Are NMDs Good for Running?

Adidas NMD shoes have become an incredibly popular casual sneaker since they were first released in 2015. With their stylish design and boost midsole, they make a great lifestyle shoe. But can they perform well for running? In this article, we’ll take a detailed look at whether NMDs are actually good running shoes.

The Purpose and Design of NMDs

First, it helps to understand what NMD stands for and what the shoes were originally designed for. NMD stands for “Nomad” – meant to suggest a shoe that could work well for traveling and everyday wear.

Adidas designed NMDs as a casual, comfortable lifestyle shoe rather than a performance running shoe. The initial NMD_R1 design featured a boost midsole for responsiveness and softness and a lightweight breathable Primeknit upper. This made them flexible and comfortable for all-day wear.

While they incorporated boost technology from running models, NMDs were never intended for serious running or athletics. The focus was fashion, wearability, and a comfortable fit for casual use. Over time, Adidas has released various NMD styles, but most retain this lifestyle focus.

NMD Pros and Cons for Running

Can NMDs work for running even though that wasn’t their intended purpose? They do have some design aspects that make them decent for casual runs:


  • Boost midsole – The responsive boost foam provides good energy return and absorbing impact. This can benefit runners when used moderately.
  • Breathable upper – Primeknit versions have lightweight knit uppers that allow good airflow to feet. This helps ventilation on short summer runs.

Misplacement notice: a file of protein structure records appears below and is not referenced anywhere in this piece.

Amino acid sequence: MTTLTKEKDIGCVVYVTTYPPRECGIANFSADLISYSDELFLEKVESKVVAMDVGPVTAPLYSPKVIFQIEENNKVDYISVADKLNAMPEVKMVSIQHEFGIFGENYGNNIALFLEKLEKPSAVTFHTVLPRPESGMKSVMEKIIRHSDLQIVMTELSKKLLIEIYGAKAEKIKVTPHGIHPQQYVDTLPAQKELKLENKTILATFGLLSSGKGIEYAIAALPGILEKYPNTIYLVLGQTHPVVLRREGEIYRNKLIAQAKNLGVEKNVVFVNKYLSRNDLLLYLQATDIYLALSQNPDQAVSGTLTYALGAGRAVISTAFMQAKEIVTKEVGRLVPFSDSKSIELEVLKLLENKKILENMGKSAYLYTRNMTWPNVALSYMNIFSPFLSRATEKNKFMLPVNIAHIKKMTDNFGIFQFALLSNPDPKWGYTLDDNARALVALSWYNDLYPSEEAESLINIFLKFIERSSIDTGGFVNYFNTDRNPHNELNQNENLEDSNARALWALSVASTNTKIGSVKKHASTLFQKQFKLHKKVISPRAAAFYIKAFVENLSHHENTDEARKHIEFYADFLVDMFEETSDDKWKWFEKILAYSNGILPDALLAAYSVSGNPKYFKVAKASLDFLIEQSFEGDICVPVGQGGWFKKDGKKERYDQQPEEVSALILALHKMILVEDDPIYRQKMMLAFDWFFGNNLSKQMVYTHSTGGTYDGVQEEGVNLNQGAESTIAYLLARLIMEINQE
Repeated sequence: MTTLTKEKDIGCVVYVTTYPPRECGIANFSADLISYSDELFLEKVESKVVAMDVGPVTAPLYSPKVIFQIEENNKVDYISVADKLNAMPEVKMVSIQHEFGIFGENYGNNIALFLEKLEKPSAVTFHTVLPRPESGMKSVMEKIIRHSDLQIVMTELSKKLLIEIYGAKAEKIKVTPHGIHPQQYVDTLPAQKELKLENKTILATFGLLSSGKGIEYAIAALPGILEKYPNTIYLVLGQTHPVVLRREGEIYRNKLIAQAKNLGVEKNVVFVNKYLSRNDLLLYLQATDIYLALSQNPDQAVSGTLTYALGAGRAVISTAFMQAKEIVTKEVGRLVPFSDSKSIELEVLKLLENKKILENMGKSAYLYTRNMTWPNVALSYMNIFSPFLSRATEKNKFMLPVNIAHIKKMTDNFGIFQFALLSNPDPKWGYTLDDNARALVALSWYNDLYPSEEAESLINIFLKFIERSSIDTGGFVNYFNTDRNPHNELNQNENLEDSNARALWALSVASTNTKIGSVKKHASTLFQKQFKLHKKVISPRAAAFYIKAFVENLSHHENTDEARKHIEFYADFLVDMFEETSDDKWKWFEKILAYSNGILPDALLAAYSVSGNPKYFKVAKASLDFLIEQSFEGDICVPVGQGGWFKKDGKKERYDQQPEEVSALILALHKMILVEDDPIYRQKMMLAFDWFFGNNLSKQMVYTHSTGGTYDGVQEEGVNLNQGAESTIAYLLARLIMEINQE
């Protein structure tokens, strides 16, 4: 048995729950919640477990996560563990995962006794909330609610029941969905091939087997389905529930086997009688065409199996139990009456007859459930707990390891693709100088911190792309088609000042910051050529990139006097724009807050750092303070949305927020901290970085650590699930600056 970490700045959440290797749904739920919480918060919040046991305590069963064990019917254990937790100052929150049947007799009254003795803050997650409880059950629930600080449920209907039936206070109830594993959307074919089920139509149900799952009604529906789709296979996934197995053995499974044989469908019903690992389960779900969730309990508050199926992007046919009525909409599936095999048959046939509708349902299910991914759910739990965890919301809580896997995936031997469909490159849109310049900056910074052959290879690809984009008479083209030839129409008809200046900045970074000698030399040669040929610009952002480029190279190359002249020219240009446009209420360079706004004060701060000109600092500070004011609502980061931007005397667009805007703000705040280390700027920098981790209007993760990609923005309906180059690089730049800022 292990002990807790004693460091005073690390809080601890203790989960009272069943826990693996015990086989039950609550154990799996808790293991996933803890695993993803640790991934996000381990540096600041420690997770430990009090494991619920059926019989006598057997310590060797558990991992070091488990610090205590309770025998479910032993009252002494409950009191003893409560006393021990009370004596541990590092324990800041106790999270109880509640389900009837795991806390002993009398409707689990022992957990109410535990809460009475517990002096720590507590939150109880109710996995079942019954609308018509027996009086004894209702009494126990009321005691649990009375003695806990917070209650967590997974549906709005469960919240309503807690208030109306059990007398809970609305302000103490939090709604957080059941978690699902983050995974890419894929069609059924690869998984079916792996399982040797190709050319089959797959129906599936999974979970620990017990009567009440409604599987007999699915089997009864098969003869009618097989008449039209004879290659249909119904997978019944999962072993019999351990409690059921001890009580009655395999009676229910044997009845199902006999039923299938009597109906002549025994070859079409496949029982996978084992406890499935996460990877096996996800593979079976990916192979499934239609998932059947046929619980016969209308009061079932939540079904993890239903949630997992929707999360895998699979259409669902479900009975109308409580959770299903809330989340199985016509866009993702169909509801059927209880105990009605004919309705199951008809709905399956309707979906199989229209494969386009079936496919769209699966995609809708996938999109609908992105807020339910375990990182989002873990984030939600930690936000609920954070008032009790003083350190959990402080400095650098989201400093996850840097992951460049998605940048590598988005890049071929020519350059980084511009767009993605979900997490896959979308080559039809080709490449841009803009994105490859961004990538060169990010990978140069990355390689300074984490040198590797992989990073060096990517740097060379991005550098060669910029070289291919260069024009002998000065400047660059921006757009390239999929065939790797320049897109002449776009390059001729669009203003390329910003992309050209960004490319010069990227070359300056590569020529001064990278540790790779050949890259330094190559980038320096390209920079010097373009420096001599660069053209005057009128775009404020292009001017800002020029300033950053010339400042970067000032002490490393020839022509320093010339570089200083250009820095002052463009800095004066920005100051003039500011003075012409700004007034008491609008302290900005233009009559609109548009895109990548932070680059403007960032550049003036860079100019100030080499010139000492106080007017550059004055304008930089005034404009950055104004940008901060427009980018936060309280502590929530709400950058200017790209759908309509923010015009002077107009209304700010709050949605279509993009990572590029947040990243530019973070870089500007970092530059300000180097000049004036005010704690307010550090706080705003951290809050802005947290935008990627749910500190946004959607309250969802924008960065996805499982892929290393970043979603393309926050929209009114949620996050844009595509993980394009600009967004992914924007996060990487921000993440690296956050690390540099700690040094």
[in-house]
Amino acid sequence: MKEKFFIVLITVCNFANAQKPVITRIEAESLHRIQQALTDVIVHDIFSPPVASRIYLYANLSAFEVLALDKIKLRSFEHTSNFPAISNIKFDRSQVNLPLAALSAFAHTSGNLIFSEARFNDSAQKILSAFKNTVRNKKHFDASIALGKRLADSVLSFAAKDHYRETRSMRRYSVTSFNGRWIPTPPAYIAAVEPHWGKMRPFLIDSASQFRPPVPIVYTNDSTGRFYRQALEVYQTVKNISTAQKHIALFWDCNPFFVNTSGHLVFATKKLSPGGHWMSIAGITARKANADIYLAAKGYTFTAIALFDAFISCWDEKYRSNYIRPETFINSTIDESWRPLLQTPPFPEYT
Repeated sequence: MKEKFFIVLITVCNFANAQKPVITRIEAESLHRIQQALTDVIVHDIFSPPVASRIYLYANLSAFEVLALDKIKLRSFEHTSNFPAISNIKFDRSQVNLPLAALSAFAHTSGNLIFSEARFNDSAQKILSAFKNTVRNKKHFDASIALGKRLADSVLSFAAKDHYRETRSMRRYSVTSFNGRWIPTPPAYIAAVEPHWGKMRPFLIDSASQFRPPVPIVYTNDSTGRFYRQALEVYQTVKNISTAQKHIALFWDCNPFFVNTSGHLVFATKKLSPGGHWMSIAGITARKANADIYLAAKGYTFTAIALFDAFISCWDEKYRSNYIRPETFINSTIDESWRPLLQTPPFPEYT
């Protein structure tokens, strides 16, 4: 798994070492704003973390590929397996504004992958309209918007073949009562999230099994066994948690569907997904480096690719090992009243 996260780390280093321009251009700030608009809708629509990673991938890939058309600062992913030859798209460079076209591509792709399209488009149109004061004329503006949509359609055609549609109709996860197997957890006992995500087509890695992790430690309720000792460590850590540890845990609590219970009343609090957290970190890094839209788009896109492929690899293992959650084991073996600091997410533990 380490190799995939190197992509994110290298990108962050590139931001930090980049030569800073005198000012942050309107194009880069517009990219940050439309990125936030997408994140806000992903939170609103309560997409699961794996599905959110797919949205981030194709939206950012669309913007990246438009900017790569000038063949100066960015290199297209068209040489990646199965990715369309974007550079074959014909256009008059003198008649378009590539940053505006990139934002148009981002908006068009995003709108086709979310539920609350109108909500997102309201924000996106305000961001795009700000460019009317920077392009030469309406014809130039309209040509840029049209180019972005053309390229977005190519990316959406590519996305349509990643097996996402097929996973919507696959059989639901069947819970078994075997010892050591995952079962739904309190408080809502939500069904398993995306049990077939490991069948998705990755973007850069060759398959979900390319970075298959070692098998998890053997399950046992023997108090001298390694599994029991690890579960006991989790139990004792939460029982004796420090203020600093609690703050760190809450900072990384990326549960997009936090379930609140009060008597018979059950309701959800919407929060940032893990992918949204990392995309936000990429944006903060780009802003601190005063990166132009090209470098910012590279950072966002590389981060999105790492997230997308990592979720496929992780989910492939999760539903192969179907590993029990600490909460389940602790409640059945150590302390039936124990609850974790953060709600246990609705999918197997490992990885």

• Flexible design – Most NMD versions have a relatively flexible sole without too much stability control. This allows a natural running stride.
  • Modern styling – For those wanting running shoes that are stylish, NMDs check that box with their athletic look.


  • Lack of support – NMD soles tend to be less structured and more flat compared to performance running shoes. They lack features to properly control overpronation or stabilize intense side-to-side movement.
  • Durability issues – The boost foam and Primeknit materials may start to break down more quickly with sustained high-mileage running. They just weren’t constructed to be truly durable trainers.
  • Not weatherproof – Models with knit uppers can let water in and may perform poorly on rainy or winter running sessions. Boost foam also loses responsiveness in very cold temperatures.
  • Impact risks – There’s no rocker shape in the sole to facilitate smooth heel-to-toe transitions. Combined with the higher stack height, NMDs may increase injury risks for some runners.

Performance and Recommendations

NMDs can work quite well for short, casual runs at easy paces. Think 3-5 miles at a moderate effort level. This allows you to enjoy a comfortable, fashionable shoe for jogging without significant performance drawbacks. However, they wouldn’t be recommended for frequent intense training due to lack of pronation control and weakened durability when used heavily.

More serious runners would be advised to opt for purpose-built running shoes with features to support the individual gait cycle and biomechanics. Companies like Nike, Brooks, Asics, Saucony, and others offer models tailored for various foot types and pronation issues that NMDs just don’t address.